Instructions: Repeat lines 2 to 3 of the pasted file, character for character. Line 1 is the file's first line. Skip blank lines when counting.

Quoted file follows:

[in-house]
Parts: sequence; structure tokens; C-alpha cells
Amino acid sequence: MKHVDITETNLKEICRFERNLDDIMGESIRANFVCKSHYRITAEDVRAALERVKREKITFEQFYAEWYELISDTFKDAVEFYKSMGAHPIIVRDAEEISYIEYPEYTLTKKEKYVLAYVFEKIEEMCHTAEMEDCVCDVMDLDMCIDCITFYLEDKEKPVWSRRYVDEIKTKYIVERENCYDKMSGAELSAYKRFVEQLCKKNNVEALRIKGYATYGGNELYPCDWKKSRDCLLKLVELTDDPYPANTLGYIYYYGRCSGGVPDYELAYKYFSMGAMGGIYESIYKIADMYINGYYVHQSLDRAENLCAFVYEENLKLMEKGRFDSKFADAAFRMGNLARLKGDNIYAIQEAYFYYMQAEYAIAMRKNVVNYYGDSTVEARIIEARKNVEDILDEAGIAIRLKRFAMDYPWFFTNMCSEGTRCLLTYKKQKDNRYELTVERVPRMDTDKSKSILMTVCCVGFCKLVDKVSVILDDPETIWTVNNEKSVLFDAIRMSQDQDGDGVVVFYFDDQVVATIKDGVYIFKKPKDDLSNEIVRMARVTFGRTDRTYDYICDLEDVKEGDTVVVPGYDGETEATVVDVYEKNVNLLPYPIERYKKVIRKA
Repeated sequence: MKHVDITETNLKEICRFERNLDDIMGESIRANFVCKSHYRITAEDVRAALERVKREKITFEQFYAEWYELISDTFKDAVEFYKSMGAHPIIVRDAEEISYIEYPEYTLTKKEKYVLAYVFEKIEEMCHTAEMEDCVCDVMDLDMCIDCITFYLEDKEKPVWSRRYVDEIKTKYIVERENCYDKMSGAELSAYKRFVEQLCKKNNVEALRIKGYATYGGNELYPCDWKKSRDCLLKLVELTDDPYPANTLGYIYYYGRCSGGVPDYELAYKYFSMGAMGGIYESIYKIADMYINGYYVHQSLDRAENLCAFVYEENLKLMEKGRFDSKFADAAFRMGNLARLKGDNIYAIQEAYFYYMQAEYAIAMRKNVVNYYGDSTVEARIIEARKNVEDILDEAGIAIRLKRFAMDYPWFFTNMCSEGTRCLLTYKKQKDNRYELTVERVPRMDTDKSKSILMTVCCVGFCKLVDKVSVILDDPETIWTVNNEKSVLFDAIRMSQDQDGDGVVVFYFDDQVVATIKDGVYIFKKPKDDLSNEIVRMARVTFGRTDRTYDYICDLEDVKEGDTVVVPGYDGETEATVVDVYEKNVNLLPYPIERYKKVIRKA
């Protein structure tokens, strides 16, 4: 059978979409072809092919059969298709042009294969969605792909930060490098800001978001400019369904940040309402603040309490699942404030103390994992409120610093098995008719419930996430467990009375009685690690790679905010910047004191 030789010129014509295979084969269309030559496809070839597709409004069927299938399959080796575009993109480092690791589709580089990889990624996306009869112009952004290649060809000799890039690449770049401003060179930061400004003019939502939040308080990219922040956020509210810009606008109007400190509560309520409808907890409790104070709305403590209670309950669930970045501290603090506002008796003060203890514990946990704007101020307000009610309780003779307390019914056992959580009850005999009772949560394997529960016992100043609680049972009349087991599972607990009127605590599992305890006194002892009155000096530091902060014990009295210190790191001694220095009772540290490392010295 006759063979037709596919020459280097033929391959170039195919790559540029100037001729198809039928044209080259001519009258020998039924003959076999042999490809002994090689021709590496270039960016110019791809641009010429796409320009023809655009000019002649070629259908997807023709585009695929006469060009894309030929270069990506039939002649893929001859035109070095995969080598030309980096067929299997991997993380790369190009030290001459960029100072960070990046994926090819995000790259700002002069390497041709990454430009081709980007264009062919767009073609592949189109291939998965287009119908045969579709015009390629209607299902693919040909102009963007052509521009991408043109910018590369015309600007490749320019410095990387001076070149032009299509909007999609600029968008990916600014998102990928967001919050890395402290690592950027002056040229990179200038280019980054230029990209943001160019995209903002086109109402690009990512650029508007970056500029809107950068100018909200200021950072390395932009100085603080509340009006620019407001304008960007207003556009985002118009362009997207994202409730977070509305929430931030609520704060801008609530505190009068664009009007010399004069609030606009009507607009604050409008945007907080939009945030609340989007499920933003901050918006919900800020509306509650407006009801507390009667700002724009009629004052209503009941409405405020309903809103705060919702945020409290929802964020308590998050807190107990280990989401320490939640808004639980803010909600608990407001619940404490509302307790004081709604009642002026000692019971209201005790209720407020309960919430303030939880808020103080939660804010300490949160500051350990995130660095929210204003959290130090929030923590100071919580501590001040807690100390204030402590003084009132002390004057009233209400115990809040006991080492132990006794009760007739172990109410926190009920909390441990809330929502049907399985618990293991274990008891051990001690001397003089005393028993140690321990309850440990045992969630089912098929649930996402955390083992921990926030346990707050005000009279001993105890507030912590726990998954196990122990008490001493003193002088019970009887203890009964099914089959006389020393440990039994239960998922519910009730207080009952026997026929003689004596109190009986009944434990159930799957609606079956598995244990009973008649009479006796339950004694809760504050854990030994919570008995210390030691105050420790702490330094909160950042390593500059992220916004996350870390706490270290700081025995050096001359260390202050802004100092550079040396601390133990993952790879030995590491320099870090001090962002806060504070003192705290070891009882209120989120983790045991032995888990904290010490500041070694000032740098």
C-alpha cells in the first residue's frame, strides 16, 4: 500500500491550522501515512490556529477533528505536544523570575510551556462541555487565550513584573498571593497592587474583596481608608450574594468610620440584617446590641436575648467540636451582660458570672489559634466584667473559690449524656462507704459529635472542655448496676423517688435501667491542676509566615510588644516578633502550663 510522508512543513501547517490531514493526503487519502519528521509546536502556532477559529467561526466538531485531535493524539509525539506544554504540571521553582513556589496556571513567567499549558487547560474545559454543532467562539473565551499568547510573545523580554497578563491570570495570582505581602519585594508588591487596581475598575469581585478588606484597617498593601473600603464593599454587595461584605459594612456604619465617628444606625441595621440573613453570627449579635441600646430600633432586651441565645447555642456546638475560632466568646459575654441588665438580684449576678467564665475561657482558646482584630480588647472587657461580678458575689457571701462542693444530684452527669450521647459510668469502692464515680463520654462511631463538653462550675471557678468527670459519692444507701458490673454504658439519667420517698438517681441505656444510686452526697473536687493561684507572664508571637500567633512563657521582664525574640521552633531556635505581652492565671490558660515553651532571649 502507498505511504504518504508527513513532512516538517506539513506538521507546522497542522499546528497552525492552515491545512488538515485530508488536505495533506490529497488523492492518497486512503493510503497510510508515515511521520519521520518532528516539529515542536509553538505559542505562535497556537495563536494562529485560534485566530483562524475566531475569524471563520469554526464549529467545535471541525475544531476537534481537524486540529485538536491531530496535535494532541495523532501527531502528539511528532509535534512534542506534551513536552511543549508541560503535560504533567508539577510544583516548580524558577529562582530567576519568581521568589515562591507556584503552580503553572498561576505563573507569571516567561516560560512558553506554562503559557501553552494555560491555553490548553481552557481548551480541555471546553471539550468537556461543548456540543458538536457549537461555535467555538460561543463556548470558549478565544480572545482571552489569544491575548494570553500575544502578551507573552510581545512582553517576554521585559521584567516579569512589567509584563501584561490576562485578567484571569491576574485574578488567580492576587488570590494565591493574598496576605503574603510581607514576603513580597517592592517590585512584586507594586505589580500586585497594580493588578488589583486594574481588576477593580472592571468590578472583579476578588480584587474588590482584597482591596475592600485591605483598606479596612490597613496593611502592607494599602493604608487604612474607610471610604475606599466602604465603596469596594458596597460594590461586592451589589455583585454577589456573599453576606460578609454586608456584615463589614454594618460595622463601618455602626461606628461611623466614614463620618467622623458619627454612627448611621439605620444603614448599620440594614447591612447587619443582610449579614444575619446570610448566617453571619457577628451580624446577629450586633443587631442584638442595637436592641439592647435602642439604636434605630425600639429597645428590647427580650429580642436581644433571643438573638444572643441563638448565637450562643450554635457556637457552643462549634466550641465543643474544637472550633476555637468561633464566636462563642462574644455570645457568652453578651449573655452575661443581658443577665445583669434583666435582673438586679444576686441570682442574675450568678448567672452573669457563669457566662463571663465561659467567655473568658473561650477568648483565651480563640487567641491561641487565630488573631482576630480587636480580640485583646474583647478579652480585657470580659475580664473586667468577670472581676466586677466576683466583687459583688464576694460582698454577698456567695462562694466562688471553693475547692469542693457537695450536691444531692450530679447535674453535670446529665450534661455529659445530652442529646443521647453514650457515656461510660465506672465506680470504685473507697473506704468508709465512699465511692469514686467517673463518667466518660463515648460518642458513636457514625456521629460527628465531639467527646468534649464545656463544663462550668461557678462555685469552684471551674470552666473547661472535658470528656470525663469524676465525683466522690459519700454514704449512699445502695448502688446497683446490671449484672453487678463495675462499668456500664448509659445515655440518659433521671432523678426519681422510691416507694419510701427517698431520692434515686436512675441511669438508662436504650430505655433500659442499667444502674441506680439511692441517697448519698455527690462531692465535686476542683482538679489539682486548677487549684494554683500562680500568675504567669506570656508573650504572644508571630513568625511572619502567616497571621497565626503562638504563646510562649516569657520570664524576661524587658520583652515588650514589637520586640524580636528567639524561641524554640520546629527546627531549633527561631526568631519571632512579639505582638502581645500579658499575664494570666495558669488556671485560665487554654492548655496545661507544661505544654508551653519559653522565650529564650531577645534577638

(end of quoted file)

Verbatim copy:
Parts: sequence; structure tokens; C-alpha cells
Amino acid sequence: MKHVDITETNLKEICRFERNLDDIMGESIRANFVCKSHYRITAEDVRAALERVKREKITFEQFYAEWYELISDTFKDAVEFYKSMGAHPIIVRDAEEISYIEYPEYTLTKKEKYVLAYVFEKIEEMCHTAEMEDCVCDVMDLDMCIDCITFYLEDKEKPVWSRRYVDEIKTKYIVERENCYDKMSGAELSAYKRFVEQLCKKNNVEALRIKGYATYGGNELYPCDWKKSRDCLLKLVELTDDPYPANTLGYIYYYGRCSGGVPDYELAYKYFSMGAMGGIYESIYKIADMYINGYYVHQSLDRAENLCAFVYEENLKLMEKGRFDSKFADAAFRMGNLARLKGDNIYAIQEAYFYYMQAEYAIAMRKNVVNYYGDSTVEARIIEARKNVEDILDEAGIAIRLKRFAMDYPWFFTNMCSEGTRCLLTYKKQKDNRYELTVERVPRMDTDKSKSILMTVCCVGFCKLVDKVSVILDDPETIWTVNNEKSVLFDAIRMSQDQDGDGVVVFYFDDQVVATIKDGVYIFKKPKDDLSNEIVRMARVTFGRTDRTYDYICDLEDVKEGDTVVVPGYDGETEATVVDVYEKNVNLLPYPIERYKKVIRKA